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April 19, 2013, 10:17:28 AM
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Because its awesomely useful.
no.

"The whole problem with the world is that fools and fanatics are always so certain of themselves and wiser people so full of doubts." -Bertrand Russell
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April 19, 2013, 10:18:18 AM
 #5

the blockchain is not a miracle cure.

"The whole problem with the world is that fools and fanatics are always so certain of themselves and wiser people so full of doubts." -Bertrand Russell
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April 19, 2013, 10:19:29 AM
 #6

What advantage does putting in the blockchain give, over just having a signed, anonymized database available for download somewhere?

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April 19, 2013, 10:20:38 AM
 #7

What advantage does putting in the blockchain give, over just having a signed, anonymized database available for download somewhere?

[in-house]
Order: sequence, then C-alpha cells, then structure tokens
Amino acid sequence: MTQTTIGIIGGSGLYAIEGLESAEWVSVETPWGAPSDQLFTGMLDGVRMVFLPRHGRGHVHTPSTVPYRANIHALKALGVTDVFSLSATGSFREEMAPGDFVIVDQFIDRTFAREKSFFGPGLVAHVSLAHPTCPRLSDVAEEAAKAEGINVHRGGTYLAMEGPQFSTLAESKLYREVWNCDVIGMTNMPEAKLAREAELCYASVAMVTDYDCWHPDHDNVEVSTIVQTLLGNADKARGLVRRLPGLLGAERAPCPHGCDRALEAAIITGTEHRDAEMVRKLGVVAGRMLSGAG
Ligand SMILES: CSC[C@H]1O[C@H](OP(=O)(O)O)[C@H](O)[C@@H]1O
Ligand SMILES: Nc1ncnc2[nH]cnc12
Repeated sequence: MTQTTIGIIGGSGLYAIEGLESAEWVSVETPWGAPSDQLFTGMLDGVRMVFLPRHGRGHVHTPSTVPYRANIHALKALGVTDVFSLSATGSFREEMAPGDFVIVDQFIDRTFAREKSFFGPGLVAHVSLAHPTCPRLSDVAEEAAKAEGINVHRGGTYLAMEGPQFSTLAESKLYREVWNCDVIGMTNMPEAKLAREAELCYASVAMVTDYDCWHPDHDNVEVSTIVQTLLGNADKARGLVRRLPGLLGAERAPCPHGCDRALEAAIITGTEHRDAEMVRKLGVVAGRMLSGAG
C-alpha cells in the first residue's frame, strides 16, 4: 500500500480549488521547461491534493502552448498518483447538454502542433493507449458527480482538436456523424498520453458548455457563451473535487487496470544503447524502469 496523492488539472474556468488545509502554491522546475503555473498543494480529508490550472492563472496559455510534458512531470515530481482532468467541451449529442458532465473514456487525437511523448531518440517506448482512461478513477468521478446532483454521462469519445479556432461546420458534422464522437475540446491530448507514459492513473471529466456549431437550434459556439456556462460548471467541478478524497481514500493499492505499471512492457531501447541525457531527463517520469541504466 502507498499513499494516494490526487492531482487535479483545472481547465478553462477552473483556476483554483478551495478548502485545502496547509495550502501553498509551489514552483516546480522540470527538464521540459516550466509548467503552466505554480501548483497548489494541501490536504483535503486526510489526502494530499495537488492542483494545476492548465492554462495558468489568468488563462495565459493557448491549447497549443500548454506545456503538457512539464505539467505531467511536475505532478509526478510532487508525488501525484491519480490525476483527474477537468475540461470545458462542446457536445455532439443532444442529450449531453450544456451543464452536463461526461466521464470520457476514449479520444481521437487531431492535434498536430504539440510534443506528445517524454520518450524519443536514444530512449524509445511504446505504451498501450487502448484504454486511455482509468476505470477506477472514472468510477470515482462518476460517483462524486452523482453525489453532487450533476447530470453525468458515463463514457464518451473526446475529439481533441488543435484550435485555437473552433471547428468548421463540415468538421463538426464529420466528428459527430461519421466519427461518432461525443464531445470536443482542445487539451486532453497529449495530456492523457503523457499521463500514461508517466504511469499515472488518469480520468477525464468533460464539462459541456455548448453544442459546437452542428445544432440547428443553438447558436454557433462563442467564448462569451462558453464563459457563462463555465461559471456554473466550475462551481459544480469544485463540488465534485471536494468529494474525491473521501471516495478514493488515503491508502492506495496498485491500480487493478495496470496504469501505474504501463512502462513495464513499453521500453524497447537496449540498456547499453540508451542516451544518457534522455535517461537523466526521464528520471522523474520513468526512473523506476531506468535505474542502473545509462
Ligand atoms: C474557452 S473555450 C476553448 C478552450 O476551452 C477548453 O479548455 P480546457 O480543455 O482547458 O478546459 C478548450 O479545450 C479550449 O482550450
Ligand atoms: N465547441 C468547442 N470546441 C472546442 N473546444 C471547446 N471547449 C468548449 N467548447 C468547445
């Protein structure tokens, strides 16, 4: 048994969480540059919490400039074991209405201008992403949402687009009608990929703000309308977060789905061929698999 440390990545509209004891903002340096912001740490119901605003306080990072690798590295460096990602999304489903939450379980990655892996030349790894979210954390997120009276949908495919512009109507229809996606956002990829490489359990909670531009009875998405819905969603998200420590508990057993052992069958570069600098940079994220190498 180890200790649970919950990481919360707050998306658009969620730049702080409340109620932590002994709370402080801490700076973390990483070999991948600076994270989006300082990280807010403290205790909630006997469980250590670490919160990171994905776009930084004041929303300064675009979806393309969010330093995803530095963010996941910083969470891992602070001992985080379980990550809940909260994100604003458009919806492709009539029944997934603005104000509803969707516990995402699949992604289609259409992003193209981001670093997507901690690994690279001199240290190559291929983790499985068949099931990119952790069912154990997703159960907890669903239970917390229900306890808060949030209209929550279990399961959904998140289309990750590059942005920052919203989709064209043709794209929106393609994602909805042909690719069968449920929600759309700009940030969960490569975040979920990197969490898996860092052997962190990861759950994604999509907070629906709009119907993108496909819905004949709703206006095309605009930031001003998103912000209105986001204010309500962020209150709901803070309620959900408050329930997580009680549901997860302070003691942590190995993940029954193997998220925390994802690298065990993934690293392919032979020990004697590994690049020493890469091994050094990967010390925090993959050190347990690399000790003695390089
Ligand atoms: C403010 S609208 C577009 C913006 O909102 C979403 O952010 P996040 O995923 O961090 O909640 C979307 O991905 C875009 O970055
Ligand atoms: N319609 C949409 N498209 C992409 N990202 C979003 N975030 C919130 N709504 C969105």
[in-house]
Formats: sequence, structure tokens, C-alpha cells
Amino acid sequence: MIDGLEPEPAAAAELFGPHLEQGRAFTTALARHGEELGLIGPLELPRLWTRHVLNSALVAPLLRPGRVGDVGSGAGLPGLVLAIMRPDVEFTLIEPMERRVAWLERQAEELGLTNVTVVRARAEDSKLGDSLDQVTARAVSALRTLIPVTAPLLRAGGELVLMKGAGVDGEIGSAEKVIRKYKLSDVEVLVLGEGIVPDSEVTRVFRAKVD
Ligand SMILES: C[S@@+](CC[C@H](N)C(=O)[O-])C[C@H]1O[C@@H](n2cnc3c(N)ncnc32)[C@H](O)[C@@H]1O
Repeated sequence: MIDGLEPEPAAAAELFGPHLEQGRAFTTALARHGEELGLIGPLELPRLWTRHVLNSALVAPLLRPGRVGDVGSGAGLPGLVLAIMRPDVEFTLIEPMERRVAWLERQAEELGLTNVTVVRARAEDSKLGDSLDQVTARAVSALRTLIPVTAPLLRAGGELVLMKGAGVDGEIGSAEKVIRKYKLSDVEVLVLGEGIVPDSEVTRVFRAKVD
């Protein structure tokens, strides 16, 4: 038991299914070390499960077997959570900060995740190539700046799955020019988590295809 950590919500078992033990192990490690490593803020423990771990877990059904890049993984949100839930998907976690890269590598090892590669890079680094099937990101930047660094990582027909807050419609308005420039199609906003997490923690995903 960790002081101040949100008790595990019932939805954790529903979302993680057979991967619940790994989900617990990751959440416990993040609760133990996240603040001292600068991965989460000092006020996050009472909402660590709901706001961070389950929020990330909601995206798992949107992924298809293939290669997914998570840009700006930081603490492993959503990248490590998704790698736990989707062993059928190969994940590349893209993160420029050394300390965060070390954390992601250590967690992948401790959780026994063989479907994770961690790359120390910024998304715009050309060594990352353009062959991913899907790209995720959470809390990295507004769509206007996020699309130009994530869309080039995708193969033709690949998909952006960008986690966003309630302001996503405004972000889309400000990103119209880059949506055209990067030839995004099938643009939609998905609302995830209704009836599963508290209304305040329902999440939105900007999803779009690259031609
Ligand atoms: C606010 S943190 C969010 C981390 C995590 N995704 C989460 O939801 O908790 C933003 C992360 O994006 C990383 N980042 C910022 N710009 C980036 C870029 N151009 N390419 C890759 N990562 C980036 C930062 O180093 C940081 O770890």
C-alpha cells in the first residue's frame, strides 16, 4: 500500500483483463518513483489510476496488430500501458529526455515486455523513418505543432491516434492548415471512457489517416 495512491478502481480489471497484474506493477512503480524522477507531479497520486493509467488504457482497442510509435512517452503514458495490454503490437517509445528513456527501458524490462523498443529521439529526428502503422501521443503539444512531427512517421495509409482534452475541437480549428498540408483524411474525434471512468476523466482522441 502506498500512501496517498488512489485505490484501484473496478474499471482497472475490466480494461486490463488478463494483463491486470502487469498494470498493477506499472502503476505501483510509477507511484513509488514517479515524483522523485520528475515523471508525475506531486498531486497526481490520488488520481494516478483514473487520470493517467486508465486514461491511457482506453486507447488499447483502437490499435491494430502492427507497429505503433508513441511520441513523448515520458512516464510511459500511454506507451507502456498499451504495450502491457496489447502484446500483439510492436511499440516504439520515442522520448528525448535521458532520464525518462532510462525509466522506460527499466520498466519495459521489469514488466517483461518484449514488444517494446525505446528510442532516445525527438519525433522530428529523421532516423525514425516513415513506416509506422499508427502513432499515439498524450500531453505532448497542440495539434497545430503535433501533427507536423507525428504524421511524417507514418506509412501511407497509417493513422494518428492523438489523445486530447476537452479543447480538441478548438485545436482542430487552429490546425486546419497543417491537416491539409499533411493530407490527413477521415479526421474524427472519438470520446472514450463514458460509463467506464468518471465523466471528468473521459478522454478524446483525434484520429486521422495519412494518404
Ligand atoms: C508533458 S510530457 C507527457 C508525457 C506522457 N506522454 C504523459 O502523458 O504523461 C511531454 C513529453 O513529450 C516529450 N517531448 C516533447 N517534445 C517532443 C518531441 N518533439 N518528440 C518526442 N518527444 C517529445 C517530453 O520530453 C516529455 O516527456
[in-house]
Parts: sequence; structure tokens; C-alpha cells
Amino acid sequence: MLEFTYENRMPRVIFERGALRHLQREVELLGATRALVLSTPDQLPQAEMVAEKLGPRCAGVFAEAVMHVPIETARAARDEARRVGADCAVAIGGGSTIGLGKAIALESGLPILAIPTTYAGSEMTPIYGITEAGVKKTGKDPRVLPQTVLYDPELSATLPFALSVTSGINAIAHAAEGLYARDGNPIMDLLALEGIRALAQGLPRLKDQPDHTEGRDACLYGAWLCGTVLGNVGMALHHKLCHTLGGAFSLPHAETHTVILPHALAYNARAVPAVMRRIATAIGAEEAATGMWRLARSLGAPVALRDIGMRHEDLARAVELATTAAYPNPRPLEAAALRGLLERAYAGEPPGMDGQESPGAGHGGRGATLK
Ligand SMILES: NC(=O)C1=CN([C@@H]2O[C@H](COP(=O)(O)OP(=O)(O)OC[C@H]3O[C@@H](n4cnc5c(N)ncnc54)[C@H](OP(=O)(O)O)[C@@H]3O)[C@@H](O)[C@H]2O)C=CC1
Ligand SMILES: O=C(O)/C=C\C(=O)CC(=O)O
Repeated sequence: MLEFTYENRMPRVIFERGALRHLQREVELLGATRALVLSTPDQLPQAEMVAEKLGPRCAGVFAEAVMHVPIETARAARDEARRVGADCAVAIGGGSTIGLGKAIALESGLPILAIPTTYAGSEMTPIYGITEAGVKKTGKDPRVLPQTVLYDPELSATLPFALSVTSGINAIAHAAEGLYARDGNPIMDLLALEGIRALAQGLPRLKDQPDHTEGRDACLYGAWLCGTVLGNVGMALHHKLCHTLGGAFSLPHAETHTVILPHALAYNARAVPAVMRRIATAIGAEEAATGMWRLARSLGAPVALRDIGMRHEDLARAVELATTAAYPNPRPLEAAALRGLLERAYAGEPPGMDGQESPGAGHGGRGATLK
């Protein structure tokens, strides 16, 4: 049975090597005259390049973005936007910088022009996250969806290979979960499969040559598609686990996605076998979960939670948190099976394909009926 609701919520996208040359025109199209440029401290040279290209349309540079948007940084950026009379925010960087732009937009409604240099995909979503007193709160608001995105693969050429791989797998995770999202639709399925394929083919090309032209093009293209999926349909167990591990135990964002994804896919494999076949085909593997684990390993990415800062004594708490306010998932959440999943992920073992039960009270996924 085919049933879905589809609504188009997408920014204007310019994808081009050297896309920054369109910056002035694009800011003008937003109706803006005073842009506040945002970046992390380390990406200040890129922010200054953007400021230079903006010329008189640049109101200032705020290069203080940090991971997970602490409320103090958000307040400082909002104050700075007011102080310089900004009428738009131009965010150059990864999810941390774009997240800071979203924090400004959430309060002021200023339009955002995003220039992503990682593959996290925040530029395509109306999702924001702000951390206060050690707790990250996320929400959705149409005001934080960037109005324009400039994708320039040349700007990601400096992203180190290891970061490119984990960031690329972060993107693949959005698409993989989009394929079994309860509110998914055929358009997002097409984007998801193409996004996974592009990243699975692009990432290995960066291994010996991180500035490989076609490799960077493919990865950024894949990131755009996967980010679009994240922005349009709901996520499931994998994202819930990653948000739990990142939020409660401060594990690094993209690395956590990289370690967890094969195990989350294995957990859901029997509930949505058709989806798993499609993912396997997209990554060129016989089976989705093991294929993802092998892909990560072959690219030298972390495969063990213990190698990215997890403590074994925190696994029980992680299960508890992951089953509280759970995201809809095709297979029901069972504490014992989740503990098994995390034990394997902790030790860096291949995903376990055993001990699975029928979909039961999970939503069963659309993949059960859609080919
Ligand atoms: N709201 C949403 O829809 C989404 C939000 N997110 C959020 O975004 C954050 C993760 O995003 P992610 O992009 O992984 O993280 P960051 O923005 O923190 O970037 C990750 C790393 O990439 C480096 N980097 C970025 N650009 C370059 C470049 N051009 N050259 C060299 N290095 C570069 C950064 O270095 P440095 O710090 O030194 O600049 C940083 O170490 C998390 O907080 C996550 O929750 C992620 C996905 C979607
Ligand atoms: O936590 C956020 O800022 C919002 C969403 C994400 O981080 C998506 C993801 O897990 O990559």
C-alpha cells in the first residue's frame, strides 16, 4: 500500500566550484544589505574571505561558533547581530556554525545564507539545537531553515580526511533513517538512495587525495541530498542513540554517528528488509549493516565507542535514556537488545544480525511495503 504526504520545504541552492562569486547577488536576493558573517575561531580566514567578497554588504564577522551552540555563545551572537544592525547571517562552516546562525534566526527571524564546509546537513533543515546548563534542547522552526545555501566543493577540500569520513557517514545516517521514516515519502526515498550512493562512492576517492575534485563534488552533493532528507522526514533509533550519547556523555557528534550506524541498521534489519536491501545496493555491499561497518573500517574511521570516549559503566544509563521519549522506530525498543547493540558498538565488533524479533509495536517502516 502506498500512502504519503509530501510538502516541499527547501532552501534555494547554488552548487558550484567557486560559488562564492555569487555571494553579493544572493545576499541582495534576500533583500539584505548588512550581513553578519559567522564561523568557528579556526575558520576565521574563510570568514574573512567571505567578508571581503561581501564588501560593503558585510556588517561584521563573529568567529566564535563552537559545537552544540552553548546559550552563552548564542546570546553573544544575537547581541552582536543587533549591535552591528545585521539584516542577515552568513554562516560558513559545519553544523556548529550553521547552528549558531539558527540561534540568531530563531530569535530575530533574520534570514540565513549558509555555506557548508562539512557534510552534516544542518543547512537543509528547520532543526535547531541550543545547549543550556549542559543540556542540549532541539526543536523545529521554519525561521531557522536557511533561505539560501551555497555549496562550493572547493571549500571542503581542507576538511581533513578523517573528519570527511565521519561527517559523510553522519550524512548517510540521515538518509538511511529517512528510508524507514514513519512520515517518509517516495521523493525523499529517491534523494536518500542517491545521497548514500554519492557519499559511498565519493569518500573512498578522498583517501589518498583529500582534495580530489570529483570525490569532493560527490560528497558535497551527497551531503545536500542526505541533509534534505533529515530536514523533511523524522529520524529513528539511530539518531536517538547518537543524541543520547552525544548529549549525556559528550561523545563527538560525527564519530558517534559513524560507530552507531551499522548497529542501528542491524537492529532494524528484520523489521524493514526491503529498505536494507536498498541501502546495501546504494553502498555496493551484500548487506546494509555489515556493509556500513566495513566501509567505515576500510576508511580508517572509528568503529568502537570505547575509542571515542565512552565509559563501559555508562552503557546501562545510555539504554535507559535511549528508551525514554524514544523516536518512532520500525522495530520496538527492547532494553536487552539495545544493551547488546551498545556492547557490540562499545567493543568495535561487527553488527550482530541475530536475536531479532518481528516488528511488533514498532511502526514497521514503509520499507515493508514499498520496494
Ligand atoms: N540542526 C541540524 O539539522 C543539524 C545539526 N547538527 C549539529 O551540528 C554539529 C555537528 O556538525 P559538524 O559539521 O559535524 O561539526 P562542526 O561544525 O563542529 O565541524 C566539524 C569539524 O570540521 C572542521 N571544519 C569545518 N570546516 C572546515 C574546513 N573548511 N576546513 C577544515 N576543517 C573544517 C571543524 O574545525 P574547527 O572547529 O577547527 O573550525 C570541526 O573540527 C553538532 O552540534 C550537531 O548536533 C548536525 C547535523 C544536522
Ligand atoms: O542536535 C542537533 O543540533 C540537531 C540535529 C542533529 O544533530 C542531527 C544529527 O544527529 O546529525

idiotic answer: but.. but... its the blockchain! it must be good, it cannot fail!

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April 19, 2013, 11:20:59 AM
 #8

Imagine a new service called Dave's BTC Exchange.

Dave wants to be trusted so he decides to make his service as transparent and accountable as possible.

Instead of storing customer USD balances as some float in his own private database, he decides to make use of the blockchain.

Whenever Dave receives a bank transfer from a Bob, he makes a symbolic (colored coin) transaction to Bob's secret address, representative of the quantity of fiat sent.

This way Bob can always prove that he has X amount of fiat stored with Dave. It helps to keep Dave honest.